“When I came across to Assura, the business had diversified into too many areas and had got itself into difficulty financially,” he says. “I had previously worked in a property funds role, so this presented a new challenge and was one of the big attractions of taking the job.”
Since then, Assura has focused its business model, specifically engaging the GP and primary care market. The business comes with an in-house development and management team, plus a specialist investment team that knows the market inside out and has been instrumental in helping the business to grow through acquisitions. And the business has been very acquisitive.
Most recently, Assura signed a landmark deal, purchasing GPI, another specialist healthcare developer, with its pipeline of GBP 92 million in May 2019. Murphy is keen to explain the magnitude of the deal. “We were already the largest developer of new build medical centres in the market. GPI was the second largest, so it really is quite significant,” he says.
The deal provided Assura with exclusivity on GPI’s development pipeline of GBP 92 million and was a solid addition to the business, which currently boasts its strongest development pipeline ever. Murphy is quick to point out that, while this is certainly an achievement, the business has started from a low base. And while there is modesty baked into this statement, there is also a serious ambition to grow in a market where there is demand. After years of serious NHS funding issues, the appetite for new, state-of-the-art healthcare facilities is massive.
For many, the natural assumption is that healthcare development across the UK took a serious hit during the austerity years. And while there has been an enormous drop off in funding for primary care facilities, according to Murphy, austerity is actually not the problem in healthcare development.
“The drop off in investment was not a deliberate policy,” says Murphy. “The issues we have faced are principally bureaucratic roadblocks that have been a byproduct of the Health and Social Care Act.” This Act, in short, transferred responsibility for healthcare facilities from primary care trusts, NHS entities that organised all the planning and financial aspects that enabled healthcare property development, directly to Clinical Commissioning Groups (CCGs), which have no authority to sign off property deals.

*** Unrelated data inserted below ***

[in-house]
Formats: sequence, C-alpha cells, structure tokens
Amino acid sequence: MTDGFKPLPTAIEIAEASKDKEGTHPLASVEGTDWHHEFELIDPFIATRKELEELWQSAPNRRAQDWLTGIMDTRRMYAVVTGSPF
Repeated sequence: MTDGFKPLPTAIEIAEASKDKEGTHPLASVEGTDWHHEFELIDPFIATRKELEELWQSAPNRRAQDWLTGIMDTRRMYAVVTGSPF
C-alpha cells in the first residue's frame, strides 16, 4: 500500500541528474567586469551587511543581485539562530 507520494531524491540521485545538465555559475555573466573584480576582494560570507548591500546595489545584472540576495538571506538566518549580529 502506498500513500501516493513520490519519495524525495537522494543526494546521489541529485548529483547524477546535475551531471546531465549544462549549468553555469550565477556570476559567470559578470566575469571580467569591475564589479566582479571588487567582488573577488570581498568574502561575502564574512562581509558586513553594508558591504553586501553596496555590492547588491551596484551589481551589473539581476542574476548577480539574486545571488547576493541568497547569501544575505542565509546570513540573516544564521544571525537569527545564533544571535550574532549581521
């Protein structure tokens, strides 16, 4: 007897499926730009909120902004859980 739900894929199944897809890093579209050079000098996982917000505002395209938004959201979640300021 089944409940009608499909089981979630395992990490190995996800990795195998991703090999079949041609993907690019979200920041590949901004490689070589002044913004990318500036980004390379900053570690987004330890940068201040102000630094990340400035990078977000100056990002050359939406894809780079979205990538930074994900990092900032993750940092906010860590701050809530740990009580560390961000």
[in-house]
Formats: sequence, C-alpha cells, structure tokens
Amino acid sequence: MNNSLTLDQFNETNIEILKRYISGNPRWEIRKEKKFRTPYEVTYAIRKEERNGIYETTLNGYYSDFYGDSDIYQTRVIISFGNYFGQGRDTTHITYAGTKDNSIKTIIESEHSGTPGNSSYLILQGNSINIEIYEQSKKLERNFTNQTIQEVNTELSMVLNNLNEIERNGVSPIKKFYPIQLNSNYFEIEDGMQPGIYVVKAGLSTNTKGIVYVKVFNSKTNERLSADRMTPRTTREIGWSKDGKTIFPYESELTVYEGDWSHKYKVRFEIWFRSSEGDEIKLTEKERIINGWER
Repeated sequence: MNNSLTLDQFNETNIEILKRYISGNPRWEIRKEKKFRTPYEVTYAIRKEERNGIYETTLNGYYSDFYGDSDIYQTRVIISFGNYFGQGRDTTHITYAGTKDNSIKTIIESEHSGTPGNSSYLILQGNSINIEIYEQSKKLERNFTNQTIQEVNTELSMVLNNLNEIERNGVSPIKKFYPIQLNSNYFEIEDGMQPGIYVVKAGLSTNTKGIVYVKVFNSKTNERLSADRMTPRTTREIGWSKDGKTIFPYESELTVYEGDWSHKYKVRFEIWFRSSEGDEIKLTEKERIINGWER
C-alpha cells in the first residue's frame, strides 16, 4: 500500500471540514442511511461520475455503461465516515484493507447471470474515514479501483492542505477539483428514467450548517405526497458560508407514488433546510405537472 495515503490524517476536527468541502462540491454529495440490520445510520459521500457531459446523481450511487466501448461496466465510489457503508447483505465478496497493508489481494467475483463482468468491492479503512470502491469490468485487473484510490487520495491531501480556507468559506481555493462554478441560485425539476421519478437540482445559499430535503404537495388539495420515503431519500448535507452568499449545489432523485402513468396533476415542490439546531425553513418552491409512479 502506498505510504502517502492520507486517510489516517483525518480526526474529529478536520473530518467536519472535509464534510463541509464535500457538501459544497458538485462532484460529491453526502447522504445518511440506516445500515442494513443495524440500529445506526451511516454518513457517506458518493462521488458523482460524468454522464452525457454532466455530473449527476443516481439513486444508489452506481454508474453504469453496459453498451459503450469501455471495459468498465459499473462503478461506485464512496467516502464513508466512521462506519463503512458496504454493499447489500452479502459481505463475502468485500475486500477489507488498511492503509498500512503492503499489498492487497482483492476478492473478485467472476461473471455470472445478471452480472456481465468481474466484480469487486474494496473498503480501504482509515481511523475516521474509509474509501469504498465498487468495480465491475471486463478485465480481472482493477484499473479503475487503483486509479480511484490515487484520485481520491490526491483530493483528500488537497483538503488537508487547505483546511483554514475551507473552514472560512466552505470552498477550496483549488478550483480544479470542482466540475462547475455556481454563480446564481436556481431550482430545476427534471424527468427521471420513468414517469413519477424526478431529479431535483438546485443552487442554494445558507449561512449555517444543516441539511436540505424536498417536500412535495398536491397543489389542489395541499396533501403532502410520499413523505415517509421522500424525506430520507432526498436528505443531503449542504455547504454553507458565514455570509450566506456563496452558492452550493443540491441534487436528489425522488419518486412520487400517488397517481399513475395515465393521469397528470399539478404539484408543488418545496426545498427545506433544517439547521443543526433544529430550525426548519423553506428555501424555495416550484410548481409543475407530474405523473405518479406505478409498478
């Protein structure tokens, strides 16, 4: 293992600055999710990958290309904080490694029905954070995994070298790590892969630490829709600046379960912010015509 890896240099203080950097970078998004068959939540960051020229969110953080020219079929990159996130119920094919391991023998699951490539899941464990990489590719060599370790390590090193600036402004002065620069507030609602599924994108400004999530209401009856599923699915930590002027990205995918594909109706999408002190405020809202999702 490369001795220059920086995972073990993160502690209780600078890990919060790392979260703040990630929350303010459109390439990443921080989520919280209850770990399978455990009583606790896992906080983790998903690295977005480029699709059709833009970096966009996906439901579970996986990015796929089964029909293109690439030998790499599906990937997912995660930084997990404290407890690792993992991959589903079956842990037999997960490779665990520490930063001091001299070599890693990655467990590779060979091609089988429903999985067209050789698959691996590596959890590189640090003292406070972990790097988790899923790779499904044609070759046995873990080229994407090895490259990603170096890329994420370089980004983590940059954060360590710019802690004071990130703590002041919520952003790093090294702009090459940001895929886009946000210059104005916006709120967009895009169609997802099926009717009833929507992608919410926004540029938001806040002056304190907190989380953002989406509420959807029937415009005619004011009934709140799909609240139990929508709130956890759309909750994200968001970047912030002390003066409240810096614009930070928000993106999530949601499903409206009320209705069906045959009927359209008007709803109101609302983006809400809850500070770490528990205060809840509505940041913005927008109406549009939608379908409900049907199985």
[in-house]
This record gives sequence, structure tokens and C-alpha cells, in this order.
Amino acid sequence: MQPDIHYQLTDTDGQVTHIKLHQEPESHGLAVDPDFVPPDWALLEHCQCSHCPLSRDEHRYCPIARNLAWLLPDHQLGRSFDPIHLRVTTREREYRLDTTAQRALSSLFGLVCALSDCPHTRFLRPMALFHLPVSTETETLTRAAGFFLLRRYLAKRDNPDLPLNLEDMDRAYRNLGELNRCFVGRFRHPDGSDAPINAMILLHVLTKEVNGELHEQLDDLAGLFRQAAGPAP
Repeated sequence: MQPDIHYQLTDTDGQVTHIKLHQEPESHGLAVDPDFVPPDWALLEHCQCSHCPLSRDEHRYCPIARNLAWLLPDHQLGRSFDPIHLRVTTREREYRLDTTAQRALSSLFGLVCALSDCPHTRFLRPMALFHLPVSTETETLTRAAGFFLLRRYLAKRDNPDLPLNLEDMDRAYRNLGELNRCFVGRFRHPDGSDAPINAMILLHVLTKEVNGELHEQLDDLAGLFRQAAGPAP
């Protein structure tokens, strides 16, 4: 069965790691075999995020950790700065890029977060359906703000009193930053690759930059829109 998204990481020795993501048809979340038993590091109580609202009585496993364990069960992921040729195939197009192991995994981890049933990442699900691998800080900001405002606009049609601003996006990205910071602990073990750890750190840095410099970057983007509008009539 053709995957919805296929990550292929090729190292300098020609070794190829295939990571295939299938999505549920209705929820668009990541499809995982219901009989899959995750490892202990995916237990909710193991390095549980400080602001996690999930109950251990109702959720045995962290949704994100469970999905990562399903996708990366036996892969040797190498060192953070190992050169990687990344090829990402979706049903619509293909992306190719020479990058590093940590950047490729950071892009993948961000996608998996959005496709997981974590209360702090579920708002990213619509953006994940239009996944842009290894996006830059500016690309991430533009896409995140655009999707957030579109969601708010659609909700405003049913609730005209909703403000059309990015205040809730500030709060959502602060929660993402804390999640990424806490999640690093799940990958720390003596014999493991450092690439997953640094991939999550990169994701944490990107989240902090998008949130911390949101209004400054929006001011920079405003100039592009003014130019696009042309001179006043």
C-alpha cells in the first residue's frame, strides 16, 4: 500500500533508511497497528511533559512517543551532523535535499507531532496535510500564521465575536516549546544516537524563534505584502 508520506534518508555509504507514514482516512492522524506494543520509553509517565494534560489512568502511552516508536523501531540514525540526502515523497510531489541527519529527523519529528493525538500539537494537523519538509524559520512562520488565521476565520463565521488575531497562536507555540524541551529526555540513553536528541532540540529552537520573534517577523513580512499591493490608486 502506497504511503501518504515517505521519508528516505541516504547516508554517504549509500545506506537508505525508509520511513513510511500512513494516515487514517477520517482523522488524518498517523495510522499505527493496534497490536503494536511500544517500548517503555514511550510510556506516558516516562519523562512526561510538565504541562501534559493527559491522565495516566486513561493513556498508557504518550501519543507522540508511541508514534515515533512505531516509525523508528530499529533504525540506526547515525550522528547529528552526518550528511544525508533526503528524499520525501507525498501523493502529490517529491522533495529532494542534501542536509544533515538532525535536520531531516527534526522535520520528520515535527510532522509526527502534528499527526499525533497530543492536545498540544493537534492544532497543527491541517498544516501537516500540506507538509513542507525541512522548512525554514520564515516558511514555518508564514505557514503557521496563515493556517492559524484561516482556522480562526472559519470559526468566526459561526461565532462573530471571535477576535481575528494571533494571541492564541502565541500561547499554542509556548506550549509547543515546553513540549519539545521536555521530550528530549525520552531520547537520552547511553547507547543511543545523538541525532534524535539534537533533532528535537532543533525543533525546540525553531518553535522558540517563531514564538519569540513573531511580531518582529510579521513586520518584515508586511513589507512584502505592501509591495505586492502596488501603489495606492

“In effect, healthcare property development approvals stopped for six or seven years, which, while bad for the investment business, has been very detrimental for the state of primary care buildings in the UK,” according to Murphy.
For Murphy, this presents an enormous opportunity in healthcare property, and investors should take note. Of the 9,000 primary care centres in the UK, the NHS, Assura’s main customer, has itself identified more than 3,000 that need upgrading. And these are not just cosmetic, nice-to-have upgrades; a quarter of the 9,000 centres pre-date the set-up of the NHS, meaning they are at least 70 years old – and many are much older than that. A sizeable proportion of GP practices are located in Victorian townhouses, for example, which are in no way fit for modern healthcare requirements.
“What we are looking at is government-backed, long-lease properties, where the funder – the NHS – has identified a need to upgrade a third of the entire UK portfolio of primary care buildings.”
In addition, the recent movements in politics and legislation have been positive for the sector. Assura remains firmly neutral on politics, but Murphy is clear that “continuity means deliverability.” And so, contrary to the political narrative in the UK, a reelected Conservative government is a positive signal for new healthcare facilities following several years of stalled investment. The fact that the government has committed to legislated funding increases for the NHS is the icing on the cake.
The healthcare property sector in the UK is emerging from hard times. Political upheaval and bureaucratic byproducts have led to negative outcomes in the extreme, but it appears this era of low funding and lethargic approval rates is drawing to a close. In his seven years at Assura, Murphy has helped the business tick along nicely despite mixed market conditions. Now, with all the pieces in place, investors can expect Assura to lead a speedy recovery for a sector on the mend.